First you have to look up your state's requirements for things such as credit hour requirements, course requirements, CPA exams, and working requirements. Then, the CPA Central website by NASBA keeps track of your application and CPA exams, where you can keep up with the status of your exams and licensing. Also, when you become affiliated with a firm, or if you buy your own program, (I used Becker), they can help you build a schedule to track your CPA exam progress.
Hope this helps!
Claudio S’s Answer
Here is what I will suggest:
For each course or CPA subject matter that you complete, use the completion of it to test yourself on your knowledge of the subject matter by answering/completing the past CPA exams. You can buy a compilation book of the past exams. It is an investment that is very much worth the money (for the cost of the book), time and effort (more time to focus on what your weak points are when you take a prep/review course).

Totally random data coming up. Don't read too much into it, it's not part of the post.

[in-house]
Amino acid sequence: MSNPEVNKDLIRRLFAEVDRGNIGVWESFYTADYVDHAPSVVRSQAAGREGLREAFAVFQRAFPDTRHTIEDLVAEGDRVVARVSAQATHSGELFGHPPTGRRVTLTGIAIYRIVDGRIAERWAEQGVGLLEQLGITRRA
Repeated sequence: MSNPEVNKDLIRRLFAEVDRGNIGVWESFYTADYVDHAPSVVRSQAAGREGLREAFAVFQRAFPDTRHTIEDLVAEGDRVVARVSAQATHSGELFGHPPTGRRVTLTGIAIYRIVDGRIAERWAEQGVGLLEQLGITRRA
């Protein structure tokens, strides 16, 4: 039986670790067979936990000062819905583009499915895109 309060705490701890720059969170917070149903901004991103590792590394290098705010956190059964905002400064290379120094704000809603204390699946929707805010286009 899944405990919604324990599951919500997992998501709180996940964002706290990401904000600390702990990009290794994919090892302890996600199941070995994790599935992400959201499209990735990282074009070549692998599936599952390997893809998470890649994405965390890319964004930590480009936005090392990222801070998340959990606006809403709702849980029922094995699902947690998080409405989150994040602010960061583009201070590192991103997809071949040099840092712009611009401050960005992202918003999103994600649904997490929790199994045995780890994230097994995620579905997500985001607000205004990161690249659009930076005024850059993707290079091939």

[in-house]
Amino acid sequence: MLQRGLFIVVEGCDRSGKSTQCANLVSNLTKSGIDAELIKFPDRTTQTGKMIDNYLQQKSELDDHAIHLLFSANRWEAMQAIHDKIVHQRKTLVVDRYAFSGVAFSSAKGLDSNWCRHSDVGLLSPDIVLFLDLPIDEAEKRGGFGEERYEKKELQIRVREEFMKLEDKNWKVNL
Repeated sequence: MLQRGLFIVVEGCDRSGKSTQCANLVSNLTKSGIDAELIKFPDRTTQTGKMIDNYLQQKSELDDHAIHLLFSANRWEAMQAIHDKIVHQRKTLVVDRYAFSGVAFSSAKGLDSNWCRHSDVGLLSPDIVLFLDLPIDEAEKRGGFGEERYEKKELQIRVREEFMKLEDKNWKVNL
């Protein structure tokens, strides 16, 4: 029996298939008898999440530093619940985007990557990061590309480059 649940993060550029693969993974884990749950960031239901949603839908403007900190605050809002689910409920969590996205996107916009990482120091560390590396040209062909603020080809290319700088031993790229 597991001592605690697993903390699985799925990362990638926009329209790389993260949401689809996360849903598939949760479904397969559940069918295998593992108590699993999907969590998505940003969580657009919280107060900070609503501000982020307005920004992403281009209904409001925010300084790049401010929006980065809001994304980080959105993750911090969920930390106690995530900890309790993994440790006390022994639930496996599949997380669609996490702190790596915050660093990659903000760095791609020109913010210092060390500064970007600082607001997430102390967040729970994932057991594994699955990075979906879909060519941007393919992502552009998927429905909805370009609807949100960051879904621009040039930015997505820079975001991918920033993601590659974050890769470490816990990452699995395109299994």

When testing yourself, make sure you time yourself so you get into the habit of taking the test under time pressure. Sometimes, being able to answer all 50 questions (even if 1/3 of them are "smart" guesses), will give you a higher probability of scoring a pass grade.
Again, I am assuming that your question is not really literal in the sense that you can easily track if you have taken enough credit to take the CPA exam.
Hope that helps.
I know in Massachusetts we have specific classes you must take - I would look at your own state on the NASBA website (ex: https://nasba.org/exams/cpaexam/massachusetts/) and make a spreadsheet or note with your state's requirements. As you take classes, you can check off what requirements you fulfill. I would also go to your academic advisor with your requirements or mention you are trying to become eligible to sit for the CPA and they will be able to make sure you have the right classes. It is helpful to do this earlier because you may find that you need more hours than you originally planned for when you began college.
In addition to classes, you may need additional documentation if you sit for your exam before you actually graduate or reach the full number of required semester hours.
This sounds confusing at first, but I would definitely recommend looking at your state's page on the NASBA website!